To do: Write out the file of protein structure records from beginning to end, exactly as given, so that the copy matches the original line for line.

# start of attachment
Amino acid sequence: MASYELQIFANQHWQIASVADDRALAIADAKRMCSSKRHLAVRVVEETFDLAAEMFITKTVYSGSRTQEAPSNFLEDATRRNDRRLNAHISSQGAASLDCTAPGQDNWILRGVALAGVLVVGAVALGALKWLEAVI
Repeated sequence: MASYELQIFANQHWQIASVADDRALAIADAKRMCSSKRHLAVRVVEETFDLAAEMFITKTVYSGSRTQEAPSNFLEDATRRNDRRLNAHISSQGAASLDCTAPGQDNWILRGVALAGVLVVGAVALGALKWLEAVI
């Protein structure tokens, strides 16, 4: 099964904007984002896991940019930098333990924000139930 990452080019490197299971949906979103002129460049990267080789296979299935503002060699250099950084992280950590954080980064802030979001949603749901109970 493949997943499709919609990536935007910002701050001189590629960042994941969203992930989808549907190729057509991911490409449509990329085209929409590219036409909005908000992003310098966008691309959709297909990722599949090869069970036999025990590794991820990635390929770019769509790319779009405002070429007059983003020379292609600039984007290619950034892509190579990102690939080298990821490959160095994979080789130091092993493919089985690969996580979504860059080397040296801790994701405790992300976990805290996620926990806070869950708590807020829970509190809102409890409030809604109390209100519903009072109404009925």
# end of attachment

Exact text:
Amino acid sequence: MASYELQIFANQHWQIASVADDRALAIADAKRMCSSKRHLAVRVVEETFDLAAEMFITKTVYSGSRTQEAPSNFLEDATRRNDRRLNAHISSQGAASLDCTAPGQDNWILRGVALAGVLVVGAVALGALKWLEAVI
Repeated sequence: MASYELQIFANQHWQIASVADDRALAIADAKRMCSSKRHLAVRVVEETFDLAAEMFITKTVYSGSRTQEAPSNFLEDATRRNDRRLNAHISSQGAASLDCTAPGQDNWILRGVALAGVLVVGAVALGALKWLEAVI
């Protein structure tokens, strides 16, 4: 099964904007984002896991940019930098333990924000139930 990452080019490197299971949906979103002129460049990267080789296979299935503002060699250099950084992280950590954080980064802030979001949603749901109970 493949997943499709919609990536935007910002701050001189590629960042994941969203992930989808549907190729057509991911490409449509990329085209929409590219036409909005908000992003310098966008691309959709297909990722599949090869069970036999025990590794991820990635390929770019769509790319779009405002070429007059983003020379292609600039984007290619950034892509190579990102690939080298990821490959160095994979080789130091092993493919089985690969996580979504860059080397040296801790994701405790992300976990805290996620926990806070869950708590807020829970509190809102409890409030809604109390209100519903009072109404009925």